SMM News: on the 2nd, Beijing time, the British government said on Thursday that it plans to set up 10 free ports after Brexit to promote trade and manufacturing by cutting costs and bureaucracy.
Boris Johnson, Britain's new prime minister, promoted the concept of a free port during his election campaign. He promised to leave the European Union by the end of October, whether or not an agreement was reached with the European Union.
The British government said that ports and airports across the country would be able to bid to become one of the free ports, and announced the establishment of a new free port advisory committee, including tax and technical experts, to promote the establishment of free ports.
A free port, sometimes referred to as a free trade zone, is an area where imported goods can be held or processed duty-free before they are re-exported. Companies can process the goods in the region and then ship them to other countries, helping to reduce costs and the approval process.
"We are exploring the establishment of a free port as an innovative way to boost economic growth and support thousands of highly skilled jobs in the UK," (Rishi Sunak), chief secretary of the Treasury, said in a statement. " "We will focus on those areas that are likely to benefit the most, and we hope to increase investment and opportunities for communities across the country."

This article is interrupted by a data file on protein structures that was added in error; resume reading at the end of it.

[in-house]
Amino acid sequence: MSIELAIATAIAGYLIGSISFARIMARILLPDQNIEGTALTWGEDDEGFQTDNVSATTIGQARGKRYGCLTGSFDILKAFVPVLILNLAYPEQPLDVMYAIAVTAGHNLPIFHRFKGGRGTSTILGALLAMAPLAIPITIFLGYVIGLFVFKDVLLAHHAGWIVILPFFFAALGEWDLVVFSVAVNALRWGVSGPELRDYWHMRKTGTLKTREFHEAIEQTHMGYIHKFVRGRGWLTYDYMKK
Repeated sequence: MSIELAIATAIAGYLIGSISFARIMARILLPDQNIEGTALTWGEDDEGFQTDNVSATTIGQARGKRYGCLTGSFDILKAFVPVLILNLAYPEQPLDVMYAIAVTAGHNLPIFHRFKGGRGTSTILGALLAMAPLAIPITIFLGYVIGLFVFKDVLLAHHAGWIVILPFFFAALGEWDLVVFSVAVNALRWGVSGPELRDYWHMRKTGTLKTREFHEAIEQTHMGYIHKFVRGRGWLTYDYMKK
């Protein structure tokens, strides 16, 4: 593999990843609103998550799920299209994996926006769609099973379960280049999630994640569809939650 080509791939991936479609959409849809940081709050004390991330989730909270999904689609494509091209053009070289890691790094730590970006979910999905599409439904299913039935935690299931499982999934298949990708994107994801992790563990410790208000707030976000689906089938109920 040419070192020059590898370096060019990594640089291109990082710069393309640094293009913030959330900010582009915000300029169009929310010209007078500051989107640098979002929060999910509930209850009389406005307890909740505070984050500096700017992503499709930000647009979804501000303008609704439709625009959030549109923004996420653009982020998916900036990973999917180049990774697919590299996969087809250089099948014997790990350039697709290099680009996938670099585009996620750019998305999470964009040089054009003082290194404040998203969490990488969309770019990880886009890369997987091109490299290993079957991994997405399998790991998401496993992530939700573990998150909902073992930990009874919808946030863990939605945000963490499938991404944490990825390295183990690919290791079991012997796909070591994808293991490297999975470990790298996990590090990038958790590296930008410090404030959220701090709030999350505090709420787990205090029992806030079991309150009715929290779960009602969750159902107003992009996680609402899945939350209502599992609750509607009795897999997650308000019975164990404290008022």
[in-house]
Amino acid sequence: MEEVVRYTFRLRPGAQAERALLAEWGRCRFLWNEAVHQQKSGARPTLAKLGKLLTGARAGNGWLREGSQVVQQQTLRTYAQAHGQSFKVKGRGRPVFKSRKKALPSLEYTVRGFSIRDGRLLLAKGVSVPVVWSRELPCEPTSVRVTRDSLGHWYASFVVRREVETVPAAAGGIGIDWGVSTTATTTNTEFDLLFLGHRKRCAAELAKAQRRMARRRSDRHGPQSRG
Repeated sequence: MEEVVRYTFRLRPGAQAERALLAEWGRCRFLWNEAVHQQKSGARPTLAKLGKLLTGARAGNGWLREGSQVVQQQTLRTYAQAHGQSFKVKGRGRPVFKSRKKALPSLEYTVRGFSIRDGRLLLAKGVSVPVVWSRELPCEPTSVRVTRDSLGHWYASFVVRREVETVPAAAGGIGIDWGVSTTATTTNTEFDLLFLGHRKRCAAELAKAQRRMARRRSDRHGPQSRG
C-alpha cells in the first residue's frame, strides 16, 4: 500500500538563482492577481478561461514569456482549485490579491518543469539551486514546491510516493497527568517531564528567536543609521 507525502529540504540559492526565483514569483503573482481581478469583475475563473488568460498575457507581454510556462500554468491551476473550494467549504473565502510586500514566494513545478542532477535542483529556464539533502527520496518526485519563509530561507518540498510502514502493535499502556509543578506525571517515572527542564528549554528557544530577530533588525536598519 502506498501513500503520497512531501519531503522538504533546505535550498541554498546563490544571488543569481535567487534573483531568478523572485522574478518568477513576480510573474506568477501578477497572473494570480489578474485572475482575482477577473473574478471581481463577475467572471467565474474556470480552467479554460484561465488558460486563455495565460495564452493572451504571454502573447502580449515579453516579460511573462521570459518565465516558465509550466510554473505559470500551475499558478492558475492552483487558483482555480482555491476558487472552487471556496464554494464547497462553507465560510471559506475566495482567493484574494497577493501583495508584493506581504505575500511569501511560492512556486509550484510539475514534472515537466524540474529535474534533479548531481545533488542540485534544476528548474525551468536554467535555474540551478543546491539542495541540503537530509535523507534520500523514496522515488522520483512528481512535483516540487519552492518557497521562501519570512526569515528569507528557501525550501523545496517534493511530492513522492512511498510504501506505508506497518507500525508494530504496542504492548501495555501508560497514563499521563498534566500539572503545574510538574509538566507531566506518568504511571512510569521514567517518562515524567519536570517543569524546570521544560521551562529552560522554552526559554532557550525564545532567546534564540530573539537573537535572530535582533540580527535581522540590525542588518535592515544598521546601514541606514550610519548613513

The UK government says free ports can reduce costs and bureaucracy and encourage manufacturing by reducing unnecessary inspection and paperwork and providing tariff and tax breaks to businesses.
The British government says (Teesport) and (Port of Tyne) in north-east England, (Milford Haven) in Milford in Wales and (London Gateway), the gateway to London, have all expressed interest in becoming a free port.
Research last year by Mace (Mace), a consultancy and construction firm, showed that the creation of seven free ports in northern England would add 9 billion pounds ($10.8 billion) to Britain's gross domestic product (GDP) and create 150000 jobs a year.
But (UK Trade Policy Watch), the UK's trade policy observatory, run by (UniversityofSussex) of the University of Sussex and (ChathamHouse) of the Chatham Institute, questioned the figure, saying much of it would simply redistribute economic activity from the rest of the UK.
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